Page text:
Math Success Indicators

Math Success Indicators

This rubric contains key indicators to predict a student’s success in a more rigorous math class. Higher numbers correlate to a stronger potential for success. Students recommended for 8th Grade Algebra Honors will have all 3’s, or almost all 3’s, especially in the “High Importance” categories.



Depth of Understanding (High Importance)

  1. The student seeks a “prescriptive” level of understanding and relies on step-by-step methods.


  1. The student is interested in a deeper level of understanding, but the student still seeks a step-by-step method to rely on for some concepts.

  1. The student utilizes a deep understanding of the concepts and does not need to rely on step-by-step methods. The student can explain why prescriptive methods work.


Reasoning (High Importance)

  1. The student has significant difficulty tackling a problem they have never seen before.

  1. The student is sometimes able to apply concepts problems they have never seen before but may need assistance with others.

  1. The student is consistently able to apply their understanding to problems that they have never seen before.



Rate of Learning New Material (High Importance)

  1. The student needs significant practice and/or help to fully understand material. The student regularly needs retakes to demonstrate understanding on their progress ladders.

  1. The student masters new concepts at the rate introduced in class, but sometimes may need extra help, time or practice. The student regularly requires retakes to achieve mastery on their progress ladders.

  1. The student rarely requires extra help or practice to understand a new concept. The student demonstrates understanding on their progress ladders and generally does not need retakes to improve their score.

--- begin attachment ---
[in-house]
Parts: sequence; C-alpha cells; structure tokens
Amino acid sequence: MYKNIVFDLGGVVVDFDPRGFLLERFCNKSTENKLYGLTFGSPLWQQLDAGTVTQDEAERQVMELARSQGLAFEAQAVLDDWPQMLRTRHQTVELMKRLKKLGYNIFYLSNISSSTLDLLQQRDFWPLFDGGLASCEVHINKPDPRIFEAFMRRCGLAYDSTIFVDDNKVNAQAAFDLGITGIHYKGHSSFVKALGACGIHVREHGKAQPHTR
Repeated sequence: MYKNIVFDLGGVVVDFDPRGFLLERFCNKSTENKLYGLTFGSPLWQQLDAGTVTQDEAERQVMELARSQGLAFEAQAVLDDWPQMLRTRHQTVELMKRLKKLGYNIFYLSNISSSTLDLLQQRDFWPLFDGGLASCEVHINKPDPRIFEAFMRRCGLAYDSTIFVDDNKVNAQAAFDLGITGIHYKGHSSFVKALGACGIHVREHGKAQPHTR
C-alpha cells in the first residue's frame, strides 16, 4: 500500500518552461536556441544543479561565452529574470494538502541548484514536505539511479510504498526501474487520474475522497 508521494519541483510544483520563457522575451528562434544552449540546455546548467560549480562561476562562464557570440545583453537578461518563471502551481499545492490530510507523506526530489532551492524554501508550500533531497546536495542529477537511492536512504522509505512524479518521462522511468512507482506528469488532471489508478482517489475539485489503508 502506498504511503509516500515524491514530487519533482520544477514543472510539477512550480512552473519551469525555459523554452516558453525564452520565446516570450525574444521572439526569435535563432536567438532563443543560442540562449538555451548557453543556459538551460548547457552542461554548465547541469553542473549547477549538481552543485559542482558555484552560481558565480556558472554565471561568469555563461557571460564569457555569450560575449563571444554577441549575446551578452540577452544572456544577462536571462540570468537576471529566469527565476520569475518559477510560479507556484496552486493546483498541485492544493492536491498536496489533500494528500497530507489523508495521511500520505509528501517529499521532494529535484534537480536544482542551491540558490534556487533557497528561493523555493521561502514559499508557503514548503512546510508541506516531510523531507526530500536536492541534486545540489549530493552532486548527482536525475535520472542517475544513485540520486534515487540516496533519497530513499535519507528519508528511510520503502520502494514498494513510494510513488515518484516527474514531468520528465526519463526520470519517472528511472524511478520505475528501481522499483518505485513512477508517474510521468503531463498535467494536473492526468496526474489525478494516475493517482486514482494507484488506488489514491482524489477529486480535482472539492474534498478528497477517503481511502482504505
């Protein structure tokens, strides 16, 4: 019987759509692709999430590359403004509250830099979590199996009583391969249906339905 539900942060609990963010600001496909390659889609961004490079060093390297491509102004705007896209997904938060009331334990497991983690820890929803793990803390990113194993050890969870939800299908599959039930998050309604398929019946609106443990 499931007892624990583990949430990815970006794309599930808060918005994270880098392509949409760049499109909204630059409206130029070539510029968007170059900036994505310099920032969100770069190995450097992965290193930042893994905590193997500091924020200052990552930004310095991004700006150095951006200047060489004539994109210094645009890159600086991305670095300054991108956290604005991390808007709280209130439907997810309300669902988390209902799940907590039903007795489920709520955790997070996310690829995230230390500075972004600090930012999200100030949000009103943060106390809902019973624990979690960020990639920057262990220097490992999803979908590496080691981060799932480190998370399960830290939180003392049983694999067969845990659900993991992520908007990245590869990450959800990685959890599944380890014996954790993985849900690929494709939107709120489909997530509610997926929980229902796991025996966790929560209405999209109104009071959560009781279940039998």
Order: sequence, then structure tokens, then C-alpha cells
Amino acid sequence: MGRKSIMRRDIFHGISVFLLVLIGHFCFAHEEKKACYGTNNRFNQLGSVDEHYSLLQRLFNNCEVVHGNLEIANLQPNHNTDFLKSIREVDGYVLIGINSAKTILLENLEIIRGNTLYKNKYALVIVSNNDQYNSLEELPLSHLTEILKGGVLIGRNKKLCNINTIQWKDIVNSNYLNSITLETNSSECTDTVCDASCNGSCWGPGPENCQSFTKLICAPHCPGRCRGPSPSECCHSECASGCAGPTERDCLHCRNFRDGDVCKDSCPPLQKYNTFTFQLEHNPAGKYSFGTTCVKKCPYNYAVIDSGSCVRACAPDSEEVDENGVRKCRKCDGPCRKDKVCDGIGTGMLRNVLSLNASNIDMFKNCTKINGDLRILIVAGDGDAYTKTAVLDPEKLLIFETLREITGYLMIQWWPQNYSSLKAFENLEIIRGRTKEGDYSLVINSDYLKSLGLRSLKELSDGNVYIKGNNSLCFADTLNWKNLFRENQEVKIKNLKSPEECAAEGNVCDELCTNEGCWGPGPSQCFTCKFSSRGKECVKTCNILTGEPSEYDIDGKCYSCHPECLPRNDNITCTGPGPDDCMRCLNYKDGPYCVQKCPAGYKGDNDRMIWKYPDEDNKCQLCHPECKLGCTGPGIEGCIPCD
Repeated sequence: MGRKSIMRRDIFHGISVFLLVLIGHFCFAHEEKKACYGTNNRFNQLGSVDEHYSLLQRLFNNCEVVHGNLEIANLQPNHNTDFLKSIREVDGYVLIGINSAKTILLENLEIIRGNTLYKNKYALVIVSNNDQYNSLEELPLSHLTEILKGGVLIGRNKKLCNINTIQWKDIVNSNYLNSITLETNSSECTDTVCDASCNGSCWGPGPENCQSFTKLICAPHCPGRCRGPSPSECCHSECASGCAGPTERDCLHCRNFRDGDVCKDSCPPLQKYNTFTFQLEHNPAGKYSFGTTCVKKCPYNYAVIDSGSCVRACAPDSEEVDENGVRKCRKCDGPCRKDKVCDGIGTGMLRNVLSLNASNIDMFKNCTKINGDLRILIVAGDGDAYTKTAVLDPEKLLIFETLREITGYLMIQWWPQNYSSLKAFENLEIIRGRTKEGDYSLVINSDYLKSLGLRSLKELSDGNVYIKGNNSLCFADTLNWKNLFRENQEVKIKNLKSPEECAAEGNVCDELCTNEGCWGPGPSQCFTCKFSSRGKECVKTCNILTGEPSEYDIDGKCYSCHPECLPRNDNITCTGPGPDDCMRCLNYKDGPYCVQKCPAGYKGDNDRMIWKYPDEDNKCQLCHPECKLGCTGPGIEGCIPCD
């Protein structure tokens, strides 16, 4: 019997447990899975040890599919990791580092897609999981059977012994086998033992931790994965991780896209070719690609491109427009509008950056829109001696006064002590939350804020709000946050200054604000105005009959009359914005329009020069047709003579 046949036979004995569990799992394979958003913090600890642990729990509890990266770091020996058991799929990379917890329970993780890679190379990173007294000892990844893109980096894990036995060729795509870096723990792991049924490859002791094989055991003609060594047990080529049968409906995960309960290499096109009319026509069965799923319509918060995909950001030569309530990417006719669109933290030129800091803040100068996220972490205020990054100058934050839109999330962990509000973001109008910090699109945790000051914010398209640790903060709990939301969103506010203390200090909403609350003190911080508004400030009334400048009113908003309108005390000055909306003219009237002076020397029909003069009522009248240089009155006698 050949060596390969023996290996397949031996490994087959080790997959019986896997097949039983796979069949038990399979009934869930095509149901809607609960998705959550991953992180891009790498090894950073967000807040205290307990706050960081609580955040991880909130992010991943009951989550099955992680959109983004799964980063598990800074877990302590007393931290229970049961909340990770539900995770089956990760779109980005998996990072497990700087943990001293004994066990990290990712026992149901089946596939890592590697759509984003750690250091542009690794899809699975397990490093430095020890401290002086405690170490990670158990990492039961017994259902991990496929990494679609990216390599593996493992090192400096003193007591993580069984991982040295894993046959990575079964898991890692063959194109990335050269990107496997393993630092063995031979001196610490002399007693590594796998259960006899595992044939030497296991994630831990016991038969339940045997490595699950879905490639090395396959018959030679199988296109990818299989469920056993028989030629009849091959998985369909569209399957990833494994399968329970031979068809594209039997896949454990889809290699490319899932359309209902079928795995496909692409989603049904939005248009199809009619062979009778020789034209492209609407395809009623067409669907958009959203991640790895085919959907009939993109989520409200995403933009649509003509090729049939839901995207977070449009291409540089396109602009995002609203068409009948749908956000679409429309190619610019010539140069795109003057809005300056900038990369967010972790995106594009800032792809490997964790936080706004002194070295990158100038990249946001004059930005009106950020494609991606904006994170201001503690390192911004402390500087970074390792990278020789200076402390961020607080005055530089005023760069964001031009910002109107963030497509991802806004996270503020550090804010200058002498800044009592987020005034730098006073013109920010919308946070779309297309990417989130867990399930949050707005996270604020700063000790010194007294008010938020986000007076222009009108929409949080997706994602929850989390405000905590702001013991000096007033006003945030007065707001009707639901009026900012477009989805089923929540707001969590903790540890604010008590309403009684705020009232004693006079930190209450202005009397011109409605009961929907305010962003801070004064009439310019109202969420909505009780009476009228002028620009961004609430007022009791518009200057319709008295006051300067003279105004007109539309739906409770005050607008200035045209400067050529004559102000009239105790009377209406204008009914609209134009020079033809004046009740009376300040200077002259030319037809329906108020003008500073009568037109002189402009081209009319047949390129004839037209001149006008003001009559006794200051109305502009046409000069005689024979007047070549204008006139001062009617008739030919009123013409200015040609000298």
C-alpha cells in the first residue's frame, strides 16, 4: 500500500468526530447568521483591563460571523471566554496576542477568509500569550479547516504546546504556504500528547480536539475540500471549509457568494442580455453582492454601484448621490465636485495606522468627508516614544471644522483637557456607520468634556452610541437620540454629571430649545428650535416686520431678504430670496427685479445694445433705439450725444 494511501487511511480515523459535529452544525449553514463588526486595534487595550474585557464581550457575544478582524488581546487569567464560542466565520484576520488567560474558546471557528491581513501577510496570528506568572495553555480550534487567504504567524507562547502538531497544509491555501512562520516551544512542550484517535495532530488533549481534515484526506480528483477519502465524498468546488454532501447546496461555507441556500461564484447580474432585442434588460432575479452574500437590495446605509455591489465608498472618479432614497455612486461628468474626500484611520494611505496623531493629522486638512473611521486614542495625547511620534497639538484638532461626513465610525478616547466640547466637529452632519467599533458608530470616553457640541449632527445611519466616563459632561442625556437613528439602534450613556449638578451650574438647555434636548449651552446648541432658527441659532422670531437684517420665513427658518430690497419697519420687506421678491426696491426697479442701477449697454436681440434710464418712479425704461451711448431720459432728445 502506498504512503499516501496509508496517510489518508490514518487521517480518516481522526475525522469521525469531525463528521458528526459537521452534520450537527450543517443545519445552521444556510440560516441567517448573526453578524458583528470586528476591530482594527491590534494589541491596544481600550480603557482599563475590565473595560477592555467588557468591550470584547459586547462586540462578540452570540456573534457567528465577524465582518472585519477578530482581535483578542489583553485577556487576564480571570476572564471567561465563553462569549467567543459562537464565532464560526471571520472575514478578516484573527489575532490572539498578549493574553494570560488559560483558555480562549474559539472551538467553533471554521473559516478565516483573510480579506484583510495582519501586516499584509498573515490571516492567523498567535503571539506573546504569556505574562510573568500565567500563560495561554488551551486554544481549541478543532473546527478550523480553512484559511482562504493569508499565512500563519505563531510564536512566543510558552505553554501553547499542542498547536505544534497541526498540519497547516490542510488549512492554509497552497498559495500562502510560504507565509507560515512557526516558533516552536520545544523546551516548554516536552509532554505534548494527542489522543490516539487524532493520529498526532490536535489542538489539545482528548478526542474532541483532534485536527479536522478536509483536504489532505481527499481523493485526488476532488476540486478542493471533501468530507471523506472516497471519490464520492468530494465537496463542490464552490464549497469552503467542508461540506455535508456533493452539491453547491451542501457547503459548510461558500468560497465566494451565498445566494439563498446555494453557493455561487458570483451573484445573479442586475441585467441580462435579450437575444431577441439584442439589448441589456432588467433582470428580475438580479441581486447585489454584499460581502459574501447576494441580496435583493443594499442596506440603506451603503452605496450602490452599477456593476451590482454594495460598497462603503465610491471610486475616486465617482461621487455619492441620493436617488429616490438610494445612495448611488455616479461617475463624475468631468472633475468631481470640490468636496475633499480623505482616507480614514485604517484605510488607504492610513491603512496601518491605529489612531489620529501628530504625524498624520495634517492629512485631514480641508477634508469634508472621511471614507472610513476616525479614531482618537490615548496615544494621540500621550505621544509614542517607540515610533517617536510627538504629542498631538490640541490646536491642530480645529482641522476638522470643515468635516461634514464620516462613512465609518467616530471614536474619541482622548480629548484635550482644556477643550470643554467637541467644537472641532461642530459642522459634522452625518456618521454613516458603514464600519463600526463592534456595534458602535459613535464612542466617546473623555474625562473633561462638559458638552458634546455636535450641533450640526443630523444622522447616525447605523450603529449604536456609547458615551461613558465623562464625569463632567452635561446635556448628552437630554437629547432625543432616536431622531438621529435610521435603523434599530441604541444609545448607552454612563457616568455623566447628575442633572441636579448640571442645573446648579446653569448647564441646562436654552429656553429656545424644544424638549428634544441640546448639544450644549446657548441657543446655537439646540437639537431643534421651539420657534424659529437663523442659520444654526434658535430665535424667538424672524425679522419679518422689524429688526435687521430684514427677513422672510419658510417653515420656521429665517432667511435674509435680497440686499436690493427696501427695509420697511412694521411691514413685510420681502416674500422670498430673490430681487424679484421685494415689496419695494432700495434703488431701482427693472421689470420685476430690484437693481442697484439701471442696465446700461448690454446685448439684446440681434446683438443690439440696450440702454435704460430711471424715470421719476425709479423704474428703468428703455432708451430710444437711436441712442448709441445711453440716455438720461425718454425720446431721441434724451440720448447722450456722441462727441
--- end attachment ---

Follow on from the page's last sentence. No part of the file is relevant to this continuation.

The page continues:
Fluidity of Computation of Rational Numbers and Integers (High Importance)

  1. The student relies on a calculator for most computation.

  1. The student still gets some rules confused or lacks fluidity in computing with all rational numbers.

  1. The student is proficient and fluid with all rational number computation.


Perseverance or Tolerance of Productive Struggle

  1. The student is not comfortable with productive struggle and tends to give up quickly.

  1. The student shows good effort during productive struggle. The student may “give-up” more quickly than others or welcomes hints.

  1. The student has a high determination to solve problems without help. The student refuses hints. The student wants to understand and correct mistakes.



Precision

  1. The student makes many errors and doesn’t check their work, and/or the student does not pay attention to details.

  1. The student makes a moderate amount of calculation/detail errors, and/or does not pay attention to details such as labeling units in their answer.

  1. The student works precisely and carefully with few errors. The student realizes the importance of details such as labels. The student rarely loses points for precision on check-ins.



Work Completion

  1. The student rarely completes homework.

  1. The student regularly misses completing homework.

  1. The student is almost always prepared for class with homework.



Retention of Understanding

  1. The student often needs to review previously learned concepts.

  1. The student can relearn previously learned material with a “quick review.”

  1. The student has good understanding and rarely needs to review previously learned materials.



Ability to Recognize and Use Connections

  1. The student has a hard time making connections between concepts; the student needs explicit instruction in every concept.

  1. The student can make some connections between concepts, but sometimes needs to be led towards the connection.

  1. The student regularly makes connections between concepts and does not require explicit instruction in every concept.



Student Comfort Level 

  1. The student demonstrates math anxiety during class. The student lacks confidence.

  1. The student has confidence with many concepts, but still seeks validation in their work.

  1. The student is very confident in math and is okay with learning from their mistakes.


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